What's new
What's new

Coolant bugs?

xyzzy

Aluminum
Joined
Nov 29, 2008
Location
California, USA
Greetings -

I've been using Cimcool 320Z without problems for a few years in my VMC. I run an aerator as well as remove tramp oil reasonably (I thought) frequently. Just looked in the bottom of the sump though with a flashlight and saw all sort of what look like white colonies the size of quarters. Fished one out, some sort of soft goo (not swarf.) The coolant doesnt smell, nor any obvious problems. On the other hand, this can't be good. Any suggestions to cure this without the pain of a full coolant changeover? (Here is hoping anyways!)

Thanks - Jon
 

lowdowncoyote

Plastic
Joined
Jun 23, 2011
Location
Montana
Jon,

Not sure what you have growing. I have always joked that there are at least three new species growing in the sump. Does your sample die and change color if you expose it to UV light? Is it a reaction by product, i.e. a precipitate of some kind, or an actual biological colony? Are you cutting steel? I have heard of some iron eating bacteria that thrives in some coolants? I am fighting a battle with Hangsterferters S-500CF which seems to settle out of solution and carmelize on the surface of the liquid. My skimmers won't pick up the carmel 'flakes' that develop.
 

phiberden

Plastic
Joined
Mar 26, 2012
Location
Buenos Aires - Argentina
There are some " bacteria killers" for coolant, check with your suplier for the right one for your coolant.
We used to use that before filling up the coolant reservoir, and added a little every 2 or 3 months. No odor or things growing up in the tank so far....

We used DASCOOL coolant, and the bacterycide was called, "DASCOCIDE"
 

Mike_

Cast Iron
Joined
Dec 3, 2010
Location
Kansas City KS
Jon,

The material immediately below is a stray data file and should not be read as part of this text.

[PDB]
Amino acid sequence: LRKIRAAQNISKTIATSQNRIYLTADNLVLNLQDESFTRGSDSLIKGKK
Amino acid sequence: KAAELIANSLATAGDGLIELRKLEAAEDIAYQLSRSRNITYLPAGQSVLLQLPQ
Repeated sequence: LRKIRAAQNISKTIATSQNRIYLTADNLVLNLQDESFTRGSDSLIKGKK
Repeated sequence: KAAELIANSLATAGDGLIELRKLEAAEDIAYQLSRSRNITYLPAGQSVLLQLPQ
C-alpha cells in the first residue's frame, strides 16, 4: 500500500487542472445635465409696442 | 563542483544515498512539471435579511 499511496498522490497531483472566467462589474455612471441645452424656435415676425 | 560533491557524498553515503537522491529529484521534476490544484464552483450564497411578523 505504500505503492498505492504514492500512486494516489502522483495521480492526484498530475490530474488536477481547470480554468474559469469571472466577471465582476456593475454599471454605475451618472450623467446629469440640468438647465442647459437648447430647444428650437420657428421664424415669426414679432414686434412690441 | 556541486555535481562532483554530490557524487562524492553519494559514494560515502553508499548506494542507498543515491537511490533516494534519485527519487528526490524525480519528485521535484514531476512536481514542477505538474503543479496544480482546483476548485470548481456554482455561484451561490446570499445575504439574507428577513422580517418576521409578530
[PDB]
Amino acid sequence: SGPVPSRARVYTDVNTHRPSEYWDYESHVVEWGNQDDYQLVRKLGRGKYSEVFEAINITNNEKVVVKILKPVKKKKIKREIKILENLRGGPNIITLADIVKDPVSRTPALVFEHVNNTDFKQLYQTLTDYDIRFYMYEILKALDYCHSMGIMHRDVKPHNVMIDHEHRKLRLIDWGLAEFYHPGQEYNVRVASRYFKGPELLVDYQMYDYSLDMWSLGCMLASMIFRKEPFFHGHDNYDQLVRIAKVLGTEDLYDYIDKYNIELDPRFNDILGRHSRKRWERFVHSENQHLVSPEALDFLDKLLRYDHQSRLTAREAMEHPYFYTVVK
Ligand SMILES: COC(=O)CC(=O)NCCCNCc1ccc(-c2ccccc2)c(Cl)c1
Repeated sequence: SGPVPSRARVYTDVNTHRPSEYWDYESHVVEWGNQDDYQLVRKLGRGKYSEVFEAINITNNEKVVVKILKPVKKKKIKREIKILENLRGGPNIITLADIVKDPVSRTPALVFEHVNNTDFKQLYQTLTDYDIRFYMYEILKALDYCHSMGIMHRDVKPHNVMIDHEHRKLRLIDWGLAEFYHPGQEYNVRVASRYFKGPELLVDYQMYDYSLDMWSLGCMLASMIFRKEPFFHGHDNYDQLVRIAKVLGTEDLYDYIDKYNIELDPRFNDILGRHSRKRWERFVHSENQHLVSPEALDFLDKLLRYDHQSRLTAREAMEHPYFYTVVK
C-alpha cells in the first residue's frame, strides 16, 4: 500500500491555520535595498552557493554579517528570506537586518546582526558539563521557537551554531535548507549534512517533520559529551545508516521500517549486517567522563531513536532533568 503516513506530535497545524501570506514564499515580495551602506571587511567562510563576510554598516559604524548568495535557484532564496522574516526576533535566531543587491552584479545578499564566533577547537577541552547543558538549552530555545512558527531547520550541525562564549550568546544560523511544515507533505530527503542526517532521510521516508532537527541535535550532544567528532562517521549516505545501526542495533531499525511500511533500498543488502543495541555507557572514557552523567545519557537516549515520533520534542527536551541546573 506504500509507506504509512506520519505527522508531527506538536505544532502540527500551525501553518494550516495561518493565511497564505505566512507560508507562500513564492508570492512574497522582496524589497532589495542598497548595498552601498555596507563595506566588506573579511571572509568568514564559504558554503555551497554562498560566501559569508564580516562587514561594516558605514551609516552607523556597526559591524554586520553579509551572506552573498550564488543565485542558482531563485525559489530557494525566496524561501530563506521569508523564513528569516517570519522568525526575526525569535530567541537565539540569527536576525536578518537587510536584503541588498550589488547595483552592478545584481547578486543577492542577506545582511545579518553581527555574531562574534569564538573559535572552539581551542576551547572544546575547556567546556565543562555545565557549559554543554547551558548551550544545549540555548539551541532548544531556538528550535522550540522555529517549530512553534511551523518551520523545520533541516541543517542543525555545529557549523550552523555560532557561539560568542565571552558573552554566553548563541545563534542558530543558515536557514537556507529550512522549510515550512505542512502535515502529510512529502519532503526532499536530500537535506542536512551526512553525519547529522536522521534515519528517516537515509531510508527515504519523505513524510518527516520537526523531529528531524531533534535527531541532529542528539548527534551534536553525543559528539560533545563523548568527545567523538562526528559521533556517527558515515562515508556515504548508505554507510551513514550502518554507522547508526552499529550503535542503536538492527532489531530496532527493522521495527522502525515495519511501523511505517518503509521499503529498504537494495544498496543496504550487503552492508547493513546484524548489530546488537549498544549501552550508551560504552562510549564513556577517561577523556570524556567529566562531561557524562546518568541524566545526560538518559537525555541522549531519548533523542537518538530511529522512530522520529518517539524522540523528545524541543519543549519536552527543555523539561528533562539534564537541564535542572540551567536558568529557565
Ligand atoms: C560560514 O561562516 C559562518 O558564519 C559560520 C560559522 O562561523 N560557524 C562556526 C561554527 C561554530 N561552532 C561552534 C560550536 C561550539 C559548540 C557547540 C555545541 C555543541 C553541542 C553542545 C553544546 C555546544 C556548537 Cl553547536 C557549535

Not sure what you have growing. I have always joked that there are at least three new species growing in the sump. Does your sample die and change color if you expose it to UV light? Is it a reaction by product, i.e. a precipitate of some kind, or an actual biological colony? Are you cutting steel? I have heard of some iron eating bacteria that thrives in some coolants? I am fighting a battle with Hangsterferters S-500CF which seems to settle out of solution and carmelize on the surface of the liquid. My skimmers won't pick up the carmel 'flakes' that develop.

We had that problem with Hangstefers too, seems like there was more coolant stuck to everything in thick goopy layers than in the tank. Now we fill a 5 gallon bucket with about a gallon of mixed coolant and fill the rest with water and add that to the sump when it gets low. It seems to mix together in the bucket, but just adding water to the sump doesn't mix right. We fill a machine (from empty) with mixed coolant in the right ratio, but adding it back at the same ratio to cover any losses gets the stuff way too thick too fast, so we thin it out a bit.

Nasty stuff, I hate hangstefers. Leave a part with a little coolant on it and come back the next day and it's "sticktioned" to the vice and takes a good scrubbing to get clean...

Don't use bleach to try and kill stuff, if you think it's an organism or anything. It seems to work for a day but it ruins the coolant.
 

LLNL Optics

Plastic
Joined
Jan 30, 2012
Location
Livermore
This works

For years I (and everyone passing through the shop) suffered from our Blanchard's "rotten egg" odor. The shop has two Blanchard’s, used to grind glass. The Blanchard’s utilize water soluble coolants--in the old days, Rustlick, currently Trim®. Filtering didn't help, biocides were temporary fixes and presented their own problems.

A few years ago we tried air bubblers--aquarium aerators plumbed to a small air pump. The idea obviously is to kill the anaerobic bacteria (nasty) with oxygen. For a while the odor was reduced, but within a few weeks it was as bad as ever. But this got me thinking; if a little air worked for a little while, maybe a lot of air would work for a lot longer.

Following this "Tim the Tool-man" logic, I tossed the feeble little air pumps and hooked the bubblers directly to the house air supply--at 60 psi. With the added volume of air and increased air pressure the coolant had the appearance of a pot at low boil.

That was a year ago and not only are the two Blanchard’s odor free, but I've dropped bubblers into the wet-belt sander's tank as well.

Cheers :D
 








 
Top